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Reclaim it! Body Acceptance as a Process

October 21, 2010
Eyelid glue to give “Asian” eyes a more “Caucasian” or “Western” look

Eyelid glue to give “Asian” eyes a more “Caucasian” or “Western” look

I have always believed that loving your body is pretty damn hard and pretty damn radical. Demanding respect for our bodies and resisting public ownership is a feminist act that seriously screws over the patriarchy. I see women taking back their body sovereignty from campaigns against eve-teasing in India to fat women in the United States reclaiming fashion to collecting stories about street harassment globally.

But I think it all starts personally with resisting the pressure to relentlessly pursue a thin, white, beauty ideal. For most of us, it is impossible, but it’s easy to believe that products can help.

For me, it was a choice to become body positive. I had to make the active choice that I was going to change the way I view and treat my body.

After years of dieting and hating the way I looked, liking what I see in the mirror now is a significant change, in fact, a pretty life-altering one. The Stages of Change model is often used by counselors talking someone through a big decision or change like breaking an addiction. The model looks like this:

Click image for link

For a more detailed explanation see here. The basic idea is that changes don’t happen over night, and that the only person who can truly decide to make a change is oneself. It moves from pre-contemplation, which is denying there’s a problem (No really, I would be SO much happier if I lost 10 pounds.) Through action, when a person takes meaningful steps to terminate unhealthy behaviors and replacing them with healthy ones. To maintenance, where the actions are continued and reinforced.

So how can this model help us to become body positive? I like that the model looks at change as a process. You have to give yourself time to contemplate the change and what body positivity would really look like for you. In the preparation and action stage it asks you to set goals and identify what steps you need to take to achieve them. I also like that it acknowledges that true change takes maintenance, and that relapse can be a part of the process, not the end of it. Sometimes I can feel terrible when, after spending so much time blogging and advocating body positivity, I let the number on my jeans get me down in the dressing room or feel extreme guilt for eating something I want to eat. But true change involves means continually reinforcing the steps it took to get you there, until they become routine.

What is your goal for how you want to treat your body? What are the real steps to take to reclaim it? For some women it can mean hiding the scale or not allowing themselves to read trashy weight-loss magazines. For this women, it meant throwing out the spanx. For good. When I really decided to make the change to accept my body, my action steps included not allowing myself to count calories, surrounding myself with women who refuse to engage in fat talk, and starting a body positivity initiative on my campus. Blogging about body acceptance is just one way I maintain treating my body with respect.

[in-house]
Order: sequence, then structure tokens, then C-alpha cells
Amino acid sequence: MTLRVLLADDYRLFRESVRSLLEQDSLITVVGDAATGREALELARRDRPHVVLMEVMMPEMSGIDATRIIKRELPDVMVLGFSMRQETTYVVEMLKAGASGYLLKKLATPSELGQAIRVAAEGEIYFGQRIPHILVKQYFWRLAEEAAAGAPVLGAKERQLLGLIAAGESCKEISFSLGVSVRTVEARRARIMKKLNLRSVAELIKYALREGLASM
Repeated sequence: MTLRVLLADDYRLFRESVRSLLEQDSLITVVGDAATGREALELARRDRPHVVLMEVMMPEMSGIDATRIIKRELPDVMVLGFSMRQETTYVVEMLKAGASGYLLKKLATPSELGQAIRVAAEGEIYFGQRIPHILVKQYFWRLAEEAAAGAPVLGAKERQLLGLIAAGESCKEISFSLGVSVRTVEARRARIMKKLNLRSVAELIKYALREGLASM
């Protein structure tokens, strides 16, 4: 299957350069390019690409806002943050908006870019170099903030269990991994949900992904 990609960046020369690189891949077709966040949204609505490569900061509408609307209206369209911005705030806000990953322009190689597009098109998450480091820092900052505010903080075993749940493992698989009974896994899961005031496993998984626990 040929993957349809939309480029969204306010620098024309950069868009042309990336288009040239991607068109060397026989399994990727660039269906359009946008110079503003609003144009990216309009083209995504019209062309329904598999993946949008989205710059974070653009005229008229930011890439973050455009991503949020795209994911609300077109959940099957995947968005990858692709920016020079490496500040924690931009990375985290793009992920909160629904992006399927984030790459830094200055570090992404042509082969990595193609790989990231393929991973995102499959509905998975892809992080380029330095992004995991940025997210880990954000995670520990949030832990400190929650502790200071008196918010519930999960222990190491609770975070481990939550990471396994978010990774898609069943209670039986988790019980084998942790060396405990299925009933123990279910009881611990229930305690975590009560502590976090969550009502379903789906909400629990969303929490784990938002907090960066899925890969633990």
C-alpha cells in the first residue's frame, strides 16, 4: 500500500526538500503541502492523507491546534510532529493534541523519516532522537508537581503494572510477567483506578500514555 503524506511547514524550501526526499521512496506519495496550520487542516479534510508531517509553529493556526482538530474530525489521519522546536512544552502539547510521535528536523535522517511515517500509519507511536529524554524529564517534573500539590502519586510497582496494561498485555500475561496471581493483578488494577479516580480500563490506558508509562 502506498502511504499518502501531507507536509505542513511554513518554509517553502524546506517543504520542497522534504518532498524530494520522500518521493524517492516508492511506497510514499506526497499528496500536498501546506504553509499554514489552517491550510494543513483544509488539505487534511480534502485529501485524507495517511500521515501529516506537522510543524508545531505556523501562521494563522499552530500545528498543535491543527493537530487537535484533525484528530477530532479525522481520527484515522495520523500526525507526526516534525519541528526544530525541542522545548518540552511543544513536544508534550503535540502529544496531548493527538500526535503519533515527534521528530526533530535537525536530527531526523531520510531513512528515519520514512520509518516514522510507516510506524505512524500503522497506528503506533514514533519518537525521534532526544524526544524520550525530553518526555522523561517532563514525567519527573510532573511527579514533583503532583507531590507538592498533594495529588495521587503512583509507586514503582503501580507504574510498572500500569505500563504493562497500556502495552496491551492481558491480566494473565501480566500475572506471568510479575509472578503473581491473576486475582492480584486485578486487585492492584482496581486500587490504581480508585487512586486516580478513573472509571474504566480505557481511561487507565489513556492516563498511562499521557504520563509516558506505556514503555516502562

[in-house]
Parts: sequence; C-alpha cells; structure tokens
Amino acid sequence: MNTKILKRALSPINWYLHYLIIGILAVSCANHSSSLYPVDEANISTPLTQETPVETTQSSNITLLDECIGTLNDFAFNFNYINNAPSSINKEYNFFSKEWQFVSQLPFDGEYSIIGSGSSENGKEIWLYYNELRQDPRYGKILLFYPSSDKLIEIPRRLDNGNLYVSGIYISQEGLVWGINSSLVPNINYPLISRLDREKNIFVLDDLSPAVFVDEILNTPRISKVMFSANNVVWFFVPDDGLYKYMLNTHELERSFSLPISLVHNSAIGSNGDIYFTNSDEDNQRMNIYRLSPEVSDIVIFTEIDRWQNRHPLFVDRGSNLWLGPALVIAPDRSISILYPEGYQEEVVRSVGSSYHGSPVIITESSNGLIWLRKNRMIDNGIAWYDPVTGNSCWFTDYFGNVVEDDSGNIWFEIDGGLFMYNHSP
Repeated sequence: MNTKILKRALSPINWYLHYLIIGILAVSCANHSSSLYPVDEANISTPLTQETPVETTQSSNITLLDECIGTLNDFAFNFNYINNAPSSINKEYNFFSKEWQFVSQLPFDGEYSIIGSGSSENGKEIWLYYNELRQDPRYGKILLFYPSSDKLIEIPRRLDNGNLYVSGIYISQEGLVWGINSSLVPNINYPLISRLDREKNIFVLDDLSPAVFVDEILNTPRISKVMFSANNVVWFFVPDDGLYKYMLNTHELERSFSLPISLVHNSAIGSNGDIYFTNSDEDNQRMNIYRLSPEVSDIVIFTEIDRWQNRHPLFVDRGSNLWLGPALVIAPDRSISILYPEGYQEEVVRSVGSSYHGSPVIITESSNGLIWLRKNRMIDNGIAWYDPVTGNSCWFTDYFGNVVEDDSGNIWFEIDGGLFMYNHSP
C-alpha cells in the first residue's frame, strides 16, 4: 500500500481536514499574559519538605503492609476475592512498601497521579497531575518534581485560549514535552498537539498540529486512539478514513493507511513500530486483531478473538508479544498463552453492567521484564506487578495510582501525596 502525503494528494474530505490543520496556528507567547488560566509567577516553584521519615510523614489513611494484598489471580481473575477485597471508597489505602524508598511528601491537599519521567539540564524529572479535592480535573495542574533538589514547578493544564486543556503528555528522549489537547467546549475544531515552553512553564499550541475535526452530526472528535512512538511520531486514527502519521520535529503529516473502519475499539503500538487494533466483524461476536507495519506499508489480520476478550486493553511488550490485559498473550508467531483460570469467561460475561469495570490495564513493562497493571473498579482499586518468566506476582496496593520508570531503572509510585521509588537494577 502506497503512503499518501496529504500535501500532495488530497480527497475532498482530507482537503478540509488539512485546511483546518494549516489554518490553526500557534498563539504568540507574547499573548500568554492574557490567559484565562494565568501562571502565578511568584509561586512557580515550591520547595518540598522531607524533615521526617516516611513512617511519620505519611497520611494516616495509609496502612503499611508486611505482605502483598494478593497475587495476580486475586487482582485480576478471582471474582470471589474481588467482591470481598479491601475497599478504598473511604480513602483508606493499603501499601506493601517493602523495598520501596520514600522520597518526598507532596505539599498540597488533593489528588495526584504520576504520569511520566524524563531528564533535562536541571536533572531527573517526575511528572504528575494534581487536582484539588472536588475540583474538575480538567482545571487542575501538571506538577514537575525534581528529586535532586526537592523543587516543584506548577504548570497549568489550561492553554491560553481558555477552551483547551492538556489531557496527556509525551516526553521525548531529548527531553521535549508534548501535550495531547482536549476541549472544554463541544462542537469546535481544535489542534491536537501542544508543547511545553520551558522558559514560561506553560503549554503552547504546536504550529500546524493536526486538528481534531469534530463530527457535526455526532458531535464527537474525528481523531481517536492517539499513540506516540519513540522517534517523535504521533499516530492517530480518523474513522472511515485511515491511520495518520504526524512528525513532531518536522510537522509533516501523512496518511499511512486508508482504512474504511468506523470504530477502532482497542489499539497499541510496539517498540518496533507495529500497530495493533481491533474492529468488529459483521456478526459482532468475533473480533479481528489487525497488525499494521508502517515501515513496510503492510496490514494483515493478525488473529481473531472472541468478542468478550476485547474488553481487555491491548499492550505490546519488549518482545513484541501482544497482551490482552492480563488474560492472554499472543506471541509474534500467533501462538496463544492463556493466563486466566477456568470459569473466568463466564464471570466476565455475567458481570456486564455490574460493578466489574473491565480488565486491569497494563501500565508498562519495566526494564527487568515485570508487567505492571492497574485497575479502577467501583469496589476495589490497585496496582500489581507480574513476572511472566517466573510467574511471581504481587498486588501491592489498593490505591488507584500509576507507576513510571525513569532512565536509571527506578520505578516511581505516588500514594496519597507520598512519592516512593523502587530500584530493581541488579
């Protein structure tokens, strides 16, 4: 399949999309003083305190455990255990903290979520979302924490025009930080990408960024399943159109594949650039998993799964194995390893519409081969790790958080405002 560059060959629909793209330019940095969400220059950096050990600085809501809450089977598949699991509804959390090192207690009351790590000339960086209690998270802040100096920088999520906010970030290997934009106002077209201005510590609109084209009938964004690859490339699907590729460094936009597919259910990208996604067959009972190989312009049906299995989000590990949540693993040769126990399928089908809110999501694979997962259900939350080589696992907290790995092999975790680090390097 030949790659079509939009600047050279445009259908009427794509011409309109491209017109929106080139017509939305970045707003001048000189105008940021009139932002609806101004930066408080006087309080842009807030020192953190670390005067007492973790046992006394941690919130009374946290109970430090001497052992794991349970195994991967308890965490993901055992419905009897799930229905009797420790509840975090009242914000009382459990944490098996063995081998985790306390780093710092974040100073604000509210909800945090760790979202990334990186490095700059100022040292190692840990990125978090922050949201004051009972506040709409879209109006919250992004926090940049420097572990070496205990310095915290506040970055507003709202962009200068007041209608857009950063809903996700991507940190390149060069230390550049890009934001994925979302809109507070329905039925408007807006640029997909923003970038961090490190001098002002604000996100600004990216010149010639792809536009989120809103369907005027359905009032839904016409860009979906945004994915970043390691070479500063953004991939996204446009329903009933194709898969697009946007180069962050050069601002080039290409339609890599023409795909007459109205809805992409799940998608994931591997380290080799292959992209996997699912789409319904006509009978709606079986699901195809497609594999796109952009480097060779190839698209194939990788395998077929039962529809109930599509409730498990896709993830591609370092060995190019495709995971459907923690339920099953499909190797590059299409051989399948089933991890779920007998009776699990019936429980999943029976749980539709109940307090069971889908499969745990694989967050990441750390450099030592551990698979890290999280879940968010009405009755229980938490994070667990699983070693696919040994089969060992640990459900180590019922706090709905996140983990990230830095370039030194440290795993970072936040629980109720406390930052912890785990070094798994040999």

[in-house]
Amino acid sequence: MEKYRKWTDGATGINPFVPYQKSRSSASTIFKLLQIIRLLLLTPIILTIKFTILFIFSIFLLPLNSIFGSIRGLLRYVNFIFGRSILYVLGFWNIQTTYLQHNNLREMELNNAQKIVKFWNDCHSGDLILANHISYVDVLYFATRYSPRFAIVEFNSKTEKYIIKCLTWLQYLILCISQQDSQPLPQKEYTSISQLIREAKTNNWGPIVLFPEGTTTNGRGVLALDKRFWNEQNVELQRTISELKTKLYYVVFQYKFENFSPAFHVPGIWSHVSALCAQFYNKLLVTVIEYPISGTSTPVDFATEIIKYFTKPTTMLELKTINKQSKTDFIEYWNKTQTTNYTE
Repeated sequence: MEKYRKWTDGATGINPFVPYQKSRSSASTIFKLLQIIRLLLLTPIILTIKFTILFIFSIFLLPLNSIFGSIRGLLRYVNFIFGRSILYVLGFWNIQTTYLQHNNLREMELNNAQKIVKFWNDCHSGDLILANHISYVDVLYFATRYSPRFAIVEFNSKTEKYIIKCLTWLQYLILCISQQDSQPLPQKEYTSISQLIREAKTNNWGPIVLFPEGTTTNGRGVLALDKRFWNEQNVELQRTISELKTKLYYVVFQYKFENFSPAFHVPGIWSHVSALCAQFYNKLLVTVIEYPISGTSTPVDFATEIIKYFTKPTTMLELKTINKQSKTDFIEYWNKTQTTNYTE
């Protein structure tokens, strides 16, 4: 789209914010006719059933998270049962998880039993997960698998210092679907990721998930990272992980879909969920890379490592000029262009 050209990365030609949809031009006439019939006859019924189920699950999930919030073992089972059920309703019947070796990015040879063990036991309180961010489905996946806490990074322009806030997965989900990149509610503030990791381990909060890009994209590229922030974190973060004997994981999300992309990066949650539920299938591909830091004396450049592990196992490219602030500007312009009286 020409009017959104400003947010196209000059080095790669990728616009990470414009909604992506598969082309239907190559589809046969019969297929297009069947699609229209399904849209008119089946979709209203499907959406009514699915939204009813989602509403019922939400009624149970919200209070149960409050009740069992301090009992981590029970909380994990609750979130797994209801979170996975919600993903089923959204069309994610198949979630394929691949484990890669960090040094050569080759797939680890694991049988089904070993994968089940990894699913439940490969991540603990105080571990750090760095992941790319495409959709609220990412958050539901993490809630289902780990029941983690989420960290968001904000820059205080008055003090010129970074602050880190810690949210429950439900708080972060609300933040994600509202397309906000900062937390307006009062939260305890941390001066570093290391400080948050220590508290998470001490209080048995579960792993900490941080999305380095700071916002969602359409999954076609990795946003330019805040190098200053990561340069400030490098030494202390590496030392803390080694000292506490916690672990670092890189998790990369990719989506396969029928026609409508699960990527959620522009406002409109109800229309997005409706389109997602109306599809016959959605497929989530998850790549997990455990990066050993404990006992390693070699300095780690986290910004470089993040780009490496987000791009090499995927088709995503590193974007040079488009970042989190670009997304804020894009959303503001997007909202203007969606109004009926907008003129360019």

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2 Comments leave one →
  1. Julie B permalink
    October 22, 2010 10:08 PM

    Becky, this is wonderful: “contemplate…what body positivity would really look like for you.”

    I think for me, right now, body positivity means trying to teach myself that my happiness with my body is not about how it looks – I am happy with how it looks for the most part, now, but I can’t expect to look the same in 10, 20 years. And in 20 years, I want to be happy with my 43 year old body, and not wish for my 23 year old body. I loved reading the “what do you like about your body” post over on Harpyness, but there’s part of me that feels uncomfortable calling out this or that part of my body as particularly hot… I don’t really feel comfortable celebrating one aspect when it means ignoring something else. So, body positivity needs to be something unconditional for me – it’s all me, and if I’m going to be happy and healthy about who I am, then accepting whatever state my body is in has to come with that.

    And, really, 2 pages into some “women’s magazine,” and my self-esteem’s in trouble and I’m in for buying the next great beauty item that will solve everything…until the next one comes along…

    Thanks for posting all of this!

  2. Bea permalink
    October 26, 2010 8:56 PM

    Becky,
    I loved this post. Especially the part about refusing to engage in “fat talk”. I find it depressing how causally the general public uses overweight people as their punching bags. I think it’s important to try to bring attention to how inappropriate this sort of behavior is.

    I also liked the part about finding your own way to body positivity. I think this is something that every women (and possibly many men) struggle with. I know I often feel inadequate because I don’t have fashionable clothing or fancy products, and it has sometimes been difficult to remember that these things don’t really make me feel any better about my self. However, I have decided to stop letting corporations steal my money and my self confidence.

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